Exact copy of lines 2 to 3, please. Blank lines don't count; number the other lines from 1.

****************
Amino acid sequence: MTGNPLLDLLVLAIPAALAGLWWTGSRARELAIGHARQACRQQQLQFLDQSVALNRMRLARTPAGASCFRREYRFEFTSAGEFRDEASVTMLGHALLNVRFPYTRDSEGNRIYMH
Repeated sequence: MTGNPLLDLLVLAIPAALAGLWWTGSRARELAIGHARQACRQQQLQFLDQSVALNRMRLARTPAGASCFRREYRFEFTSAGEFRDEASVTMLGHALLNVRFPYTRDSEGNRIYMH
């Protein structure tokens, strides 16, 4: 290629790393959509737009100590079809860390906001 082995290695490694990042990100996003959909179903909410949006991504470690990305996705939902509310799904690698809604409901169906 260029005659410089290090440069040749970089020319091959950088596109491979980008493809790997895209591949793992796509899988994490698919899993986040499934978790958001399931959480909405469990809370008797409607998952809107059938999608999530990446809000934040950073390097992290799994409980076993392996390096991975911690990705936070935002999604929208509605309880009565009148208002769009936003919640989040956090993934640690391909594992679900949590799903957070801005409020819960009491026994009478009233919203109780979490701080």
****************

Repeated sequence: MTGNPLLDLLVLAIPAALAGLWWTGSRARELAIGHARQACRQQQLQFLDQSVALNRMRLARTPAGASCFRREYRFEFTSAGEFRDEASVTMLGHALLNVRFPYTRDSEGNRIYMH
């Protein structure tokens, strides 16, 4: 290629790393959509737009100590079809860390906001 082995290695490694990042990100996003959909179903909410949006991504470690990305996705939902509310799904690698809604409901169906 260029005659410089290090440069040749970089020319091959950088596109491979980008493809790997895209591949793992796509899988994490698919899993986040499934978790958001399931959480909405469990809370008797409607998952809107059938999608999530990446809000934040950073390097992290799994409980076993392996390096991975911690990705936070935002999604929208509605309880009565009148208002769009936003919640989040956090993934640690391909594992679900949590799903957070801005409020819960009491026994009478009233919203109780979490701080």